Even if your divorce is amicable, you still need to make changes to the paperwork, including your will and power of attorney. Yahoo News’ recent article entitled, “I’m Divorcing. Will That Impact My Estate Planning?” says to ask an experienced estate planning attorney how to protect your assets against potential loss due to a potential divorce. Here are some tips:
Revise Your Will. If you have a will, and if it’s written so that your soon-to-be ex will get all or most of your assets, you may want to change how to split up your assets after your death. Check with an estate planning attorney because state laws handle the assets in a will differently. Many states say that gifts to your ex-spouse are automatically revoked.
Change Your Trust. If you have a trust in your estate plan, your spouse may be designated as the trustee, so change who will be dispersing your assets.
Review Your Insurance Policies. You’ll want to remove your spouse from all of your insurance policies. However, if you have young children your ex-spouse will be raising, you may want to keep your ex-spouse as a beneficiary. If you were covered on your spouse’s health insurance plan while married, you’ll need to get your own policy. Also consider changing the beneficiaries on your life insurance policy if you’re worried about your future ex-spouse cashing in if something happens to you.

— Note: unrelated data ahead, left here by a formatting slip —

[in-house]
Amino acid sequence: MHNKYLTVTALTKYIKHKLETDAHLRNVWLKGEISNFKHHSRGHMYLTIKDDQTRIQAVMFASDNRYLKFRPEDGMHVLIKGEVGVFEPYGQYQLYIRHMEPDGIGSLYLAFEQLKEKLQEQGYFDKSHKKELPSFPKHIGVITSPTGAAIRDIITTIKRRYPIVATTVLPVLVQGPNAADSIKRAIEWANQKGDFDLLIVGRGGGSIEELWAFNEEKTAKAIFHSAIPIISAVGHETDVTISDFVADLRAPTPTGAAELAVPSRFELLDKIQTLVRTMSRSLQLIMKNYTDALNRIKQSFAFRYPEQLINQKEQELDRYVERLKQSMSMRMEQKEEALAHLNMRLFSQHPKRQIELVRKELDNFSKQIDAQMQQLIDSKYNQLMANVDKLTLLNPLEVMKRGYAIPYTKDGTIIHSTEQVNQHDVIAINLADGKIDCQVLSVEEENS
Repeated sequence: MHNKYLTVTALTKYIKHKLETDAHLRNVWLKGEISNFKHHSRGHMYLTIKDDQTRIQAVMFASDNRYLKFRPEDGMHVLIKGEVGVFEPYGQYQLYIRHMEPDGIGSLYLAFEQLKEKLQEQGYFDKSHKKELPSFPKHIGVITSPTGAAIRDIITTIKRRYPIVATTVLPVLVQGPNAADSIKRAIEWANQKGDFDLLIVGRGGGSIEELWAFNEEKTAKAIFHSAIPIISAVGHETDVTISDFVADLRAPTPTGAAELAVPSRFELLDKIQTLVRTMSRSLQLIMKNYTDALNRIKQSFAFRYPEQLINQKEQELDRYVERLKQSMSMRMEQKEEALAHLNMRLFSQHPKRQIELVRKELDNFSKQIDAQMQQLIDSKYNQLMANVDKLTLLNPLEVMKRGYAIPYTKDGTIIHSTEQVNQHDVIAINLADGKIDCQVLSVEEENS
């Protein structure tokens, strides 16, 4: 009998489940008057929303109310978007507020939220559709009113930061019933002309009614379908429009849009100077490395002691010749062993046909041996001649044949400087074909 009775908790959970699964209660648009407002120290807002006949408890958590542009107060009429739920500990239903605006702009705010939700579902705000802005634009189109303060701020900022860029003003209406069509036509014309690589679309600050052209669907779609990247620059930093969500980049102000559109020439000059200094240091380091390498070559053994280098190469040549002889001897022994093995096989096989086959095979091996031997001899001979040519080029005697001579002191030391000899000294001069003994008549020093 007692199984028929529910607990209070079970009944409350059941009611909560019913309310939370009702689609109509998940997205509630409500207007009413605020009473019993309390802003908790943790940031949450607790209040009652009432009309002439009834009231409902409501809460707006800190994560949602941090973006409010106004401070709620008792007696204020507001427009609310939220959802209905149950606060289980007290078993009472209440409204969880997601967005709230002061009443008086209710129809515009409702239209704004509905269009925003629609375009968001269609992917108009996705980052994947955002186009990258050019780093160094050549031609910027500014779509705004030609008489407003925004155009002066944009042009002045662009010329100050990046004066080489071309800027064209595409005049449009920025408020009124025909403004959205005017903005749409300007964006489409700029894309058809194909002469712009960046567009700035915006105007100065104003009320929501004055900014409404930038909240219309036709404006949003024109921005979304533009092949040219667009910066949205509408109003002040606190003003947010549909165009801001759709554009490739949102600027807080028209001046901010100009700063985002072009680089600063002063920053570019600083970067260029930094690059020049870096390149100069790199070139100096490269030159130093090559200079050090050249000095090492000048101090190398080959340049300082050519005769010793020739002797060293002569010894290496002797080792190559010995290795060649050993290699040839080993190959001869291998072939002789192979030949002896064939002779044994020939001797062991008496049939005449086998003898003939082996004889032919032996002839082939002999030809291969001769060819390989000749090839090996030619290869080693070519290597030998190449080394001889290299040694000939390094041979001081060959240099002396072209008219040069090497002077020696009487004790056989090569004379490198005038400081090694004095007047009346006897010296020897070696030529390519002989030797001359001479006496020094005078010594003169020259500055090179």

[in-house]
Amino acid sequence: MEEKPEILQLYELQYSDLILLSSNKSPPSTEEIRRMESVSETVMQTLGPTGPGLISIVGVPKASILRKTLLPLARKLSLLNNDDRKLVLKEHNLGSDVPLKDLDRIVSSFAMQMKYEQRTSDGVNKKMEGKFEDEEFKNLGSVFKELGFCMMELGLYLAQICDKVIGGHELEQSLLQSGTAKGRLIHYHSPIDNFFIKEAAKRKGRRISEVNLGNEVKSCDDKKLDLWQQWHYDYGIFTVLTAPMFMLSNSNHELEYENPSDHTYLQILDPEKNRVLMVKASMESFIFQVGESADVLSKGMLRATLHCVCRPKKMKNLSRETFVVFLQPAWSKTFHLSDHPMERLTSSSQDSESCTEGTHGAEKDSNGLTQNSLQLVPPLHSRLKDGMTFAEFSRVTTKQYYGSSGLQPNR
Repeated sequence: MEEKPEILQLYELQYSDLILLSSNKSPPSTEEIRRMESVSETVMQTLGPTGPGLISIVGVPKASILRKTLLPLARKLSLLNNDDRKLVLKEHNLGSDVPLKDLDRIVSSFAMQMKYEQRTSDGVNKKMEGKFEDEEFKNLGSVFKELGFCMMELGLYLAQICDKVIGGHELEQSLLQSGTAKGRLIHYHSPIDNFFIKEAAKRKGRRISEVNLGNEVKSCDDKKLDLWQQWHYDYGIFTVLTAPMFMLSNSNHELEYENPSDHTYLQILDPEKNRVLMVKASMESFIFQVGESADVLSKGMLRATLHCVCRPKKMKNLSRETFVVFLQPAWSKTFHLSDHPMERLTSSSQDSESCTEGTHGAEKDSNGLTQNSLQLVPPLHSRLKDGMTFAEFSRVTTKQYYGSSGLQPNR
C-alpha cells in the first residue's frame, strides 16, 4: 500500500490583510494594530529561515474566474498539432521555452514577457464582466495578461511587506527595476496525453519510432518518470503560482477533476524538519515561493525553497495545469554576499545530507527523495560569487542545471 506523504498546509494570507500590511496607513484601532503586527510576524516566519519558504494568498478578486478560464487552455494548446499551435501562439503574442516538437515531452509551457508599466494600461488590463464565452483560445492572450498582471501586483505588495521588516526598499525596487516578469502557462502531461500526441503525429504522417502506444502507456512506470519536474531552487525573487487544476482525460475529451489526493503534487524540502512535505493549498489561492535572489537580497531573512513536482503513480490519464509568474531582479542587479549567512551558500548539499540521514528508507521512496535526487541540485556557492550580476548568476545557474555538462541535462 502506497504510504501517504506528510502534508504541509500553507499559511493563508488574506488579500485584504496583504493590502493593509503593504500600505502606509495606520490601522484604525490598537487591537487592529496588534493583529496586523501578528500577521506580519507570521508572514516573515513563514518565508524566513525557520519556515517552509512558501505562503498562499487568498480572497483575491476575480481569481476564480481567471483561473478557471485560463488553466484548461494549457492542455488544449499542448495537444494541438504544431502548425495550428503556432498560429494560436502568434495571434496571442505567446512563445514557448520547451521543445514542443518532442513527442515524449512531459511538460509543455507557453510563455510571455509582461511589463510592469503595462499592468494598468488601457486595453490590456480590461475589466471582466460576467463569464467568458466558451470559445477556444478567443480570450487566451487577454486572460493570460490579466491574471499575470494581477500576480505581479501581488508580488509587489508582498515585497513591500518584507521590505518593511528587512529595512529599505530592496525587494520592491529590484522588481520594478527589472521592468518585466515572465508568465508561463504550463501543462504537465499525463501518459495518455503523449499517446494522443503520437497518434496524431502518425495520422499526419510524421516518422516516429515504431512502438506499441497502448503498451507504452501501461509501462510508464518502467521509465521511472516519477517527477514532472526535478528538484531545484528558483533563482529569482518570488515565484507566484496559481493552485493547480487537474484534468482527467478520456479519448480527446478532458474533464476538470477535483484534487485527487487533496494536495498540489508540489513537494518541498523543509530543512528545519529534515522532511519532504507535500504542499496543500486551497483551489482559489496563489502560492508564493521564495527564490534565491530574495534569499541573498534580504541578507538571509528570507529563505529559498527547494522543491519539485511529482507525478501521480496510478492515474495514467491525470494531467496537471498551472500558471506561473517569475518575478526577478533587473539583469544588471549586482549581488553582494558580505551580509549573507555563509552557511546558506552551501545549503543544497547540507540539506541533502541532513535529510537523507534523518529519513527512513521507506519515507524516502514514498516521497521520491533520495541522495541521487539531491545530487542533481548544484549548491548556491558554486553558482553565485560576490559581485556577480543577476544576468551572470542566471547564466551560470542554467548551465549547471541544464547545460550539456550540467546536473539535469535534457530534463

Change Your Power of Attorney. If your spouse is named as your medical or financial power of attorney, change that. Do that by the following steps:
- Notify the person currently holding power of attorney
- Make the change in writing
- Include all required language
- Notarize and, if necessary, record; and
- Notify all concerned parties.
Divide Retirement Accounts. There are several factors to consider as retirements are divided, like the type of account and when the earnings were received. Before defined contribution plans can be split, the court must issue a qualified domestic relations order (QDRO). The court will determine which properties are marital and which are separate. When the judge signs the QDRO, it lets plan administrators enforce it. The order applies to all plans governed under the Employee Retirement Income Security Act (ERISA) of 1974, like 401(k) plans, 403(b) plans, and Thrift Savings Plan (TSP).
Reference: Yahoo News (Feb. 3, 2023) “I’m Divorcing. Will That Impact My Estate Planning?”